Lexington Lofts proposal voted down

The Lexington City Council voted down a proposal from Forest Lake developer Norhart for a 355-unit apartment complex known as Lexington Lofts. The project was proposed to be located near the intersection of Restwood Road and Griggs Avenue. 

LEXINGTON — Despite a 3-1 vote in favor of the Lexington Lofts proposal, it did not pass.

The planned unit development (PUD) on the Nov. 7 agenda required a supermajority; that is, in the case of a five-member council, four council members would have to vote in favor of the item for it to pass. The Lexington City Council currently has a vacant seat.

Mayor Mike Murphy and council members Diane Harris and Kim DeVries voted yes, Councilman John Hughes voted no.

Forest Lake developer Norhart proposed the construction of luxury apartments that will consist of one four-story building and one five-story building located at the intersection of Restwood Road and Griggs Avenue, behind Northway Shopping Center.

Norhart requested several variances for the project at the Planning Commission meeting Oct. 8. The commission decided 4-1 (Commissioner Mark Vanderbloomer voted no) to recommend that the council approve the variances.

Bob DeDeyn, who lives on Dunlap Avenue, said, “I look at the website and it says, 'We pride ourselves in having a small-town atmosphere' and this does not represent that to me. It is a beautiful project, but it is not consistent with the character of our community.” He added, “Everybody that I've talked to in the community feels it should be condos, townhomes, something where people have a sense of ownership in the community. These are all going to be renters; they are going to be here for a year and then gone. I haven't heard anybody discussing why we need a project of this size there. It has been very secretive. A lot of people didn't even know about this project coming in and it is kind of disturbing the way the citizens have been treated on this project. We have been kept in the dark.”

Bob's wife Kathleen also spoke. “We are doubling our population, changing our percentage ... 50% homeowners and 50% renters to probably 80% renters and 20% homeowners. Have you thought about how that is going to affect our community? Why is there this big push for these big complexes? Is this coming from the Met Council? Why are we doing this now and all of a sudden in a big rush ...” she said. “How are we going to rent all of them and how is that going to affect our community? The biggest question is why, and why so quickly?”

Murphy said, “As far as finding renters, that is going to be up to the developers, but as a city, we don't actively go after and seek development on people's private property. The city doesn't own the lot, it is privately owned. They could build an apartment complex there without coming to us virtually for nothing as long as it met 100% all of the current code.” He added, “They are coming to us for certain requirements and requests because that is what gets a nice beautiful building in our community; otherwise it might end up looking like the old Lovell building, because that's what city code is.”

Kathleen said that the owner of the property, Paster Properties, was approached by somebody to consider high-density options rather than single-family homes or townhomes.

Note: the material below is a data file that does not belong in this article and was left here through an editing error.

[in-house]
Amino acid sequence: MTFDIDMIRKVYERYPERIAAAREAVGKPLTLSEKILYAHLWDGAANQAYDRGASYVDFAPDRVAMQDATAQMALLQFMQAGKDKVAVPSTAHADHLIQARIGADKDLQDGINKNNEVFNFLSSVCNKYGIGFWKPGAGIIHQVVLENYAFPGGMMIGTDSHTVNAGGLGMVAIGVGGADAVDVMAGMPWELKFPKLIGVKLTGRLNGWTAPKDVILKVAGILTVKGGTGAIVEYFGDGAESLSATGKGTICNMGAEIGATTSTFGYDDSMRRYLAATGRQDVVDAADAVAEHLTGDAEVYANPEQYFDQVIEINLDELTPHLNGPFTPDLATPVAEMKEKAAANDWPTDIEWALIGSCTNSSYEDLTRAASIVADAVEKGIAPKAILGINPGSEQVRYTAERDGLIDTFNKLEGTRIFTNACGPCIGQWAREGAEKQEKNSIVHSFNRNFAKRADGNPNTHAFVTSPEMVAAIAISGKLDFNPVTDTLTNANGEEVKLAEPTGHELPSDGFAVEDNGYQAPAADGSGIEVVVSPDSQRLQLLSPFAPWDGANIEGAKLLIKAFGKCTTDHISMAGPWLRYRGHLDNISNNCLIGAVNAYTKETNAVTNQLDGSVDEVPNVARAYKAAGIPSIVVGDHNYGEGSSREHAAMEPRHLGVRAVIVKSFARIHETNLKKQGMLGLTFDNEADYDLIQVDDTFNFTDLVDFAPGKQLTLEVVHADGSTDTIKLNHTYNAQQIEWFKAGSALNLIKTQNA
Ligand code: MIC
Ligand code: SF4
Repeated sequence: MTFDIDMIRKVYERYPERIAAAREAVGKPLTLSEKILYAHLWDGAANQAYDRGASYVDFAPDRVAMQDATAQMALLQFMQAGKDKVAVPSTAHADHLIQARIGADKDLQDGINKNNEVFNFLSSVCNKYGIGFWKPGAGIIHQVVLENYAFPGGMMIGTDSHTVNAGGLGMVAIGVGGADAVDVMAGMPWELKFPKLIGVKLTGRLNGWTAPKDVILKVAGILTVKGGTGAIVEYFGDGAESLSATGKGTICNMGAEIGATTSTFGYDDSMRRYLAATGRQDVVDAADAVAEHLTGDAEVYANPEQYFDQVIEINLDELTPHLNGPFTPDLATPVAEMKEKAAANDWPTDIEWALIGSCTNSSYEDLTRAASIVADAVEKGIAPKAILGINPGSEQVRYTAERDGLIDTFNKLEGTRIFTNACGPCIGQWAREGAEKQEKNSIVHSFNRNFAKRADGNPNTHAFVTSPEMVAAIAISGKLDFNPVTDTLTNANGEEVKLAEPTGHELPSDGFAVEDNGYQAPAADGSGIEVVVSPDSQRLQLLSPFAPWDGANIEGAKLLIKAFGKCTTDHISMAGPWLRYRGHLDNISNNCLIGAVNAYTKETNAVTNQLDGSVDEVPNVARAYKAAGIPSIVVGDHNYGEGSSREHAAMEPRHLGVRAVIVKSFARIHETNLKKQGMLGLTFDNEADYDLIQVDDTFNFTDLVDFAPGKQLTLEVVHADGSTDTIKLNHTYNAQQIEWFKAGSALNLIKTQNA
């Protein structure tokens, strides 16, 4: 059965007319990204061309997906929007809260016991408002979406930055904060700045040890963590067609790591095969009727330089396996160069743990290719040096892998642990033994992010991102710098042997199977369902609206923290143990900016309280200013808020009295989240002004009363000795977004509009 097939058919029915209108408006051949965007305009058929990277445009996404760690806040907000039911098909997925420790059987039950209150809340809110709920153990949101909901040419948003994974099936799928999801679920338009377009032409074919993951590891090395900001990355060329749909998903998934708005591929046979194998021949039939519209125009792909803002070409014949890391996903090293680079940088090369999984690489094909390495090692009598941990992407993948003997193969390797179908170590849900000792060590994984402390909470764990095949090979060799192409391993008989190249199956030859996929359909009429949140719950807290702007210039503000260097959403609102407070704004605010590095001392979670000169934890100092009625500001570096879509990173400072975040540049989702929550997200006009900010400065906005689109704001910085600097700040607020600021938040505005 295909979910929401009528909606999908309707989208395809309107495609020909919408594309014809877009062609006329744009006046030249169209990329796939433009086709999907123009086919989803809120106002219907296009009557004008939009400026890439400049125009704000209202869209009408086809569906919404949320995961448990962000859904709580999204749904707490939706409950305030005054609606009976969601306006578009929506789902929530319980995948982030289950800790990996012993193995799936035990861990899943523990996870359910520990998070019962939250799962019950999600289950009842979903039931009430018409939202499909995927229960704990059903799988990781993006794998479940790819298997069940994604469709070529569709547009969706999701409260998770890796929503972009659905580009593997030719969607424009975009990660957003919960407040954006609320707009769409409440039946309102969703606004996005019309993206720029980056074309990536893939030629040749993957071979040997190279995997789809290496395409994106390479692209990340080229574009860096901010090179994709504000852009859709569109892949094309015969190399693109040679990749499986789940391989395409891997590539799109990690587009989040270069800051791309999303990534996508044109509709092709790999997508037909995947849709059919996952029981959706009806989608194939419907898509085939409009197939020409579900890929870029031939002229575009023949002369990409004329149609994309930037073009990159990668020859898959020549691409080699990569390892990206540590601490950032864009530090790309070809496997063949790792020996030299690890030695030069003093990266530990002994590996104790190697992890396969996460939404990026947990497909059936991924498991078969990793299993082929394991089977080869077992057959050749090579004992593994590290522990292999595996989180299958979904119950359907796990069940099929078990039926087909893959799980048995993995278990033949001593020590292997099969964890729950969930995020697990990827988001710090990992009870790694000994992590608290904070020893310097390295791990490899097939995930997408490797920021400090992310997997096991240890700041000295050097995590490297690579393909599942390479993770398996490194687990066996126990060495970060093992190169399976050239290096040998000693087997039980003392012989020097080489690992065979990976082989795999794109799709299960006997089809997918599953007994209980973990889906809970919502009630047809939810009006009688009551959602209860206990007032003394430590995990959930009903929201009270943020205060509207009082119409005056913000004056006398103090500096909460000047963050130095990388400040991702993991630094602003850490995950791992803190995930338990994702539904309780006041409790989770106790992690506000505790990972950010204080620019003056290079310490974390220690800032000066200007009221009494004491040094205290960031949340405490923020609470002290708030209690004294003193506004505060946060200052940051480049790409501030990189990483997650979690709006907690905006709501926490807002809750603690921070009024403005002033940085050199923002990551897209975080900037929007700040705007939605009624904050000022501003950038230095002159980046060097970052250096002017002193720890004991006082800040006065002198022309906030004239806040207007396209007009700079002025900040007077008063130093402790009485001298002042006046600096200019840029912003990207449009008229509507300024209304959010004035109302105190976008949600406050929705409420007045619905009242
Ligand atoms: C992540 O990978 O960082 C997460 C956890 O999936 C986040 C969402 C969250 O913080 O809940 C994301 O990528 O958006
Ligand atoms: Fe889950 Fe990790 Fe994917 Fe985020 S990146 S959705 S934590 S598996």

City Administrator Bill Petracek explained, “Paster Properties has owned that property for 50-some-odd years ... Howard Paster Sr. passed away several years ago and in order to settle his estate, they had to sell all these properties around the metro so that the grandkids could get their money. This property was essentially the last property to be sold in the estate. They put the property up for sale and these folks (Norhart) were the first to jump on it.”

Joe Hammer, who lives on Dunlap Avenue, said “My biggest concern is where it goes from here because it doesn't seem like it is going to stop. There will be a fourth complex coming soon. I just don't understand the direction. Is this just going to keep going and all of us single-family homeowners are going to be bought out? It doesn't seem right.”

Council members then asked Norhart representatives questions about screening, setbacks and parking. Hughes said his concern was about the small setbacks. “Being that close to the street would be more like downtown, where you feel like you are hemmed in with the buildings,” he said.

“I know a lot of people in the city have had the concern about the quickness of everything,” Harris said. “Property becomes available and is sold when it becomes available and it gets sold and sometimes it just happens to be in a shorter time frame that isn't controlled by anybody other than the market, owners of the property and who they sell it to. Everyone has kind of known that some kind of density was going in behind Festival for years; it was just a matter of when,” she continued. “It is the city's job to look at that opportunity and decide whether it is the right thing for the city. You could say no and it could sit empty. The family could decide to not sell it, sell it to somebody else and we may not have a choice about what gets built.”

Petracek explained now that the PUD did not pass, “Norhart is going to have to rethink the project, but they aren’t going to give up. The City Council was one vote shy from a supermajority that is needed to adopt a PUD. Norhart will need to reconsider making some adjustments to the items that were requested.”


Editor Shannon Granholm can be reached at 651-407-1227 or quadnews@presspubs.com.

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